Over the course of the day it worsened, and I got little sleep that night. Even when I could doze off, if I moved at all, the ache woke me up. I got up the next morning limping, and really ticked off at myself. When I went to class, I asked Debby if she could wrap me. Having been wrapped in classes before, I knew it could be soothing, and in my mind that was what I was hoping for. Perhaps just some slight pressure against my hip might lessen the ache, it seemed.

It was a hectic day, with other groups sharing our space, so the morning passed before the opportunity arose. By then, my leg was going slightly numb, as usual. I hadn’t been able to sit much, and mostly kept moving around. If I did sit, I had to stretch the right leg out, and try to take pressure off the hip joint.

Debby started the wrap at my shoulders, checking to see which position I preferred and went around my torso and hips, then down the right leg. She asked if I wanted to stop below the knee, or go to the ankle. It seemed like a good idea to go all the way down, so that’s what she did. Then she asked if I wanted to do the left side also. Because of my yoga experience, I prefer to be balanced; what is done on one side is also done on the other. She concurred, based on her experience. So, with me wrapped me my feet, checking to be sure the wrap was comfortable. She asked me to walk around, or do whatever I needed to do, and she resumed class.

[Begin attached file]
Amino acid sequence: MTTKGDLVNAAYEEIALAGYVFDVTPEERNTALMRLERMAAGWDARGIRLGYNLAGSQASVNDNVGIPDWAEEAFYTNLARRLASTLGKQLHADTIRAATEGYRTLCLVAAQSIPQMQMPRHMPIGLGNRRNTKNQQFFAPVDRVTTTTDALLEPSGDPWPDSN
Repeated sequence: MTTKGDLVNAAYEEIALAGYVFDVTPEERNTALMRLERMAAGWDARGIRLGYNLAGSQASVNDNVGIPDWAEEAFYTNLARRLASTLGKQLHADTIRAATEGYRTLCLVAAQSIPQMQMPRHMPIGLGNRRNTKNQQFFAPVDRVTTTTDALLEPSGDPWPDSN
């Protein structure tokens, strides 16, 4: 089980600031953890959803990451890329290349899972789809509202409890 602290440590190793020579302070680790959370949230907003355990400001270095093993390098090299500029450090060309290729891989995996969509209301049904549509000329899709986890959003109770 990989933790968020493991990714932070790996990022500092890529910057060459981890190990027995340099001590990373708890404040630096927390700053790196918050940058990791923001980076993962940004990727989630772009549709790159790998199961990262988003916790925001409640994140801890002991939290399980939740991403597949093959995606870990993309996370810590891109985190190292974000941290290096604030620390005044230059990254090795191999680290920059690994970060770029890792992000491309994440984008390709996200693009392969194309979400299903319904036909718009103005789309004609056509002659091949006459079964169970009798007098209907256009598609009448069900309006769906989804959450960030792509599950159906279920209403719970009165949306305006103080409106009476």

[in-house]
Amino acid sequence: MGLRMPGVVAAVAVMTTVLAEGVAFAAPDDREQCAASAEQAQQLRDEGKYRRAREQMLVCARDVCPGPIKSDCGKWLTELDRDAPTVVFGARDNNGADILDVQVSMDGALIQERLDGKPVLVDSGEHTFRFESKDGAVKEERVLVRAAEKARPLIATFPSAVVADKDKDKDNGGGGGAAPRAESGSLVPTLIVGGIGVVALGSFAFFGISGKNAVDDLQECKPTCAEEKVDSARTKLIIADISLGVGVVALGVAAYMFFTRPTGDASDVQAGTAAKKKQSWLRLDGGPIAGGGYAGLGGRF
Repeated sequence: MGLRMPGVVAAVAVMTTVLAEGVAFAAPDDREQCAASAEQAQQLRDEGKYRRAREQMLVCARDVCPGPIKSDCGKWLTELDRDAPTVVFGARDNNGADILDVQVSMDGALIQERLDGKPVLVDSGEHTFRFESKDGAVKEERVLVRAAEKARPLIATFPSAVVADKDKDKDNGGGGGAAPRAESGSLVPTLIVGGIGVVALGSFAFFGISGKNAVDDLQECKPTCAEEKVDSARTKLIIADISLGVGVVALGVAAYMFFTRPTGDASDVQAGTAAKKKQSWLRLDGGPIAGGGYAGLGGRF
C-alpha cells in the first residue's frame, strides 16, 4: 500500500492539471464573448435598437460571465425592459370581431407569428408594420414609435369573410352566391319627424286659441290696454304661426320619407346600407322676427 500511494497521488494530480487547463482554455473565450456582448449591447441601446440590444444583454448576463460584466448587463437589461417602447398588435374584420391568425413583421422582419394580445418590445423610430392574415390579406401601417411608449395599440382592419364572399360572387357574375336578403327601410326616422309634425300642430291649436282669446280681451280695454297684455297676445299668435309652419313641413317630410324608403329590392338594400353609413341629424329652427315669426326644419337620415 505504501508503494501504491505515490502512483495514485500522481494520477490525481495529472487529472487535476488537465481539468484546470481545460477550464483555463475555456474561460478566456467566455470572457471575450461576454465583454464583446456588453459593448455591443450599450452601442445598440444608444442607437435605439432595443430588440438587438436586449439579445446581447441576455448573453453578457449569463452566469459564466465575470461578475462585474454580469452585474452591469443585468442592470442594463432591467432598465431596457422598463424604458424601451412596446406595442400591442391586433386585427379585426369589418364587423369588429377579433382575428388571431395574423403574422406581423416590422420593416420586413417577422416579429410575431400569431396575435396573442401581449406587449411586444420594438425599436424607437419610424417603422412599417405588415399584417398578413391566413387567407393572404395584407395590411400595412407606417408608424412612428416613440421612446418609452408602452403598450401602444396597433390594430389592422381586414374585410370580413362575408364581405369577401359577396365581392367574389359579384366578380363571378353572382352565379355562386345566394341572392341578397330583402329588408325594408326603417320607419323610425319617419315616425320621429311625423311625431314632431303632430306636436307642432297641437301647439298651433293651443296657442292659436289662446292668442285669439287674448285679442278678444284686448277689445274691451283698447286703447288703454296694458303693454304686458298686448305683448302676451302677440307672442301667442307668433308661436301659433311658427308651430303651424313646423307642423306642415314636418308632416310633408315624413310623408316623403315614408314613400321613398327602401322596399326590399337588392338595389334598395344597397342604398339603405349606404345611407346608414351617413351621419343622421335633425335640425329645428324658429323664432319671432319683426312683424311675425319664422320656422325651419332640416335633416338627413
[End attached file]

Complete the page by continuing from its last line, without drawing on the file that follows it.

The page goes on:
I walked up a couple steps, and down a hallway. Within seconds, I was stunned by the information that came flooding in. I immediately realized that I was barely bending that knee. The next thing that registered was that I was also not flexing my ankle and foot. I assume that I was instinctively trying to protect my hip from jolting with each step. But what was happening was that instead of the problem being JUST in my hip, it was now involving my whole leg. I went back and reported that. Even with fairly good body awareness from yoga, I had never picked up on that before. Debby was pleased, and told me to keep moving. I could then because of that increased awareness bring intentional movement to the knee, ankle, and foot, and, in so doing, the discomfort began to diminish, that rapidly. As it began to diminish, my walk became more normal.

I took the wrap off when we needed to go to another location to work with cats. When I walked into the building, I could feel my stride lengthening and becoming more normal, and the discomfort continued to lessen. I forgot something in the car and went back out to get it. Returning, there was about a 2′ drop from where we parked to the sidewalk, and without even thinking, just from the joy of less painful movement, I hopped down, instead of going around, as before, and trotted into the building. When I got inside, Debby was looking at me with a grin, and gently reminded me not to overdo it! I really didn’t even realize what I had done—I was just moving normally! I found myself moving more freely and energetically, as more time passed. We did take a picture of me in the wrap; my regret is that none of us thought to take a “before” picture, because I know my stance and posture had to have visibly changed. I never dreamed there would be a need for a “before” picture, because I didn’t expect a significant “after!”